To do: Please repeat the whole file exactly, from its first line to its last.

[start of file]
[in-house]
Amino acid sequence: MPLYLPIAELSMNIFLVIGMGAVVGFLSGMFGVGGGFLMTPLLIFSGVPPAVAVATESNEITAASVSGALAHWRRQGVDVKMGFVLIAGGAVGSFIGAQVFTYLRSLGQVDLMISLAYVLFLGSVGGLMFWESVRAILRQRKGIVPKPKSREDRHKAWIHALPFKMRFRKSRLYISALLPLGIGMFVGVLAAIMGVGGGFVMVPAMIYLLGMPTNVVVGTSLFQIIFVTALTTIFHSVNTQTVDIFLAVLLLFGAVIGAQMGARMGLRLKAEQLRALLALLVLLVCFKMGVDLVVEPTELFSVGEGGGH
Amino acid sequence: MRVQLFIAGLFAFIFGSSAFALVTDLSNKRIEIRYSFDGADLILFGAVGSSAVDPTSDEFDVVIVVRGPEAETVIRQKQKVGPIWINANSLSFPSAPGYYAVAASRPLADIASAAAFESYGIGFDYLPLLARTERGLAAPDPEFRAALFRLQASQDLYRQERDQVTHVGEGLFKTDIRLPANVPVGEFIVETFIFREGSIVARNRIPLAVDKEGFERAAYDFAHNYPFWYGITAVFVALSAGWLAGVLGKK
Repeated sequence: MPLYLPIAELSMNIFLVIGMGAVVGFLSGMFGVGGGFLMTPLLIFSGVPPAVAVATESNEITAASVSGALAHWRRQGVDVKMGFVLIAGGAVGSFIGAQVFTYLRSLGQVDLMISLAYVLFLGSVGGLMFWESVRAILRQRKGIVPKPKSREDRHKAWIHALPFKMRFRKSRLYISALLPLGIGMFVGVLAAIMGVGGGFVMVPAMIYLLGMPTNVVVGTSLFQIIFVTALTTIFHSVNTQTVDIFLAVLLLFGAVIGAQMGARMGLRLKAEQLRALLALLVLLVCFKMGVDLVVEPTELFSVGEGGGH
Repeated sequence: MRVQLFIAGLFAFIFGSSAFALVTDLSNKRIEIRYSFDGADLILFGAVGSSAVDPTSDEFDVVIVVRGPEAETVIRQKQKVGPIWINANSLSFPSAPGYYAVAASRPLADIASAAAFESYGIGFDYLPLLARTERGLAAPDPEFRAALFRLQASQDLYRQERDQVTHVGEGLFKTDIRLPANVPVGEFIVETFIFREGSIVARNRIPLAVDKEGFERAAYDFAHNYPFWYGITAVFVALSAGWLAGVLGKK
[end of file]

[in-house]
Amino acid sequence: MPLYLPIAELSMNIFLVIGMGAVVGFLSGMFGVGGGFLMTPLLIFSGVPPAVAVATESNEITAASVSGALAHWRRQGVDVKMGFVLIAGGAVGSFIGAQVFTYLRSLGQVDLMISLAYVLFLGSVGGLMFWESVRAILRQRKGIVPKPKSREDRHKAWIHALPFKMRFRKSRLYISALLPLGIGMFVGVLAAIMGVGGGFVMVPAMIYLLGMPTNVVVGTSLFQIIFVTALTTIFHSVNTQTVDIFLAVLLLFGAVIGAQMGARMGLRLKAEQLRALLALLVLLVCFKMGVDLVVEPTELFSVGEGGGH
Amino acid sequence: MRVQLFIAGLFAFIFGSSAFALVTDLSNKRIEIRYSFDGADLILFGAVGSSAVDPTSDEFDVVIVVRGPEAETVIRQKQKVGPIWINANSLSFPSAPGYYAVAASRPLADIASAAAFESYGIGFDYLPLLARTERGLAAPDPEFRAALFRLQASQDLYRQERDQVTHVGEGLFKTDIRLPANVPVGEFIVETFIFREGSIVARNRIPLAVDKEGFERAAYDFAHNYPFWYGITAVFVALSAGWLAGVLGKK
Repeated sequence: MPLYLPIAELSMNIFLVIGMGAVVGFLSGMFGVGGGFLMTPLLIFSGVPPAVAVATESNEITAASVSGALAHWRRQGVDVKMGFVLIAGGAVGSFIGAQVFTYLRSLGQVDLMISLAYVLFLGSVGGLMFWESVRAILRQRKGIVPKPKSREDRHKAWIHALPFKMRFRKSRLYISALLPLGIGMFVGVLAAIMGVGGGFVMVPAMIYLLGMPTNVVVGTSLFQIIFVTALTTIFHSVNTQTVDIFLAVLLLFGAVIGAQMGARMGLRLKAEQLRALLALLVLLVCFKMGVDLVVEPTELFSVGEGGGH
Repeated sequence: MRVQLFIAGLFAFIFGSSAFALVTDLSNKRIEIRYSFDGADLILFGAVGSSAVDPTSDEFDVVIVVRGPEAETVIRQKQKVGPIWINANSLSFPSAPGYYAVAASRPLADIASAAAFESYGIGFDYLPLLARTERGLAAPDPEFRAALFRLQASQDLYRQERDQVTHVGEGLFKTDIRLPANVPVGEFIVETFIFREGSIVARNRIPLAVDKEGFERAAYDFAHNYPFWYGITAVFVALSAGWLAGVLGKK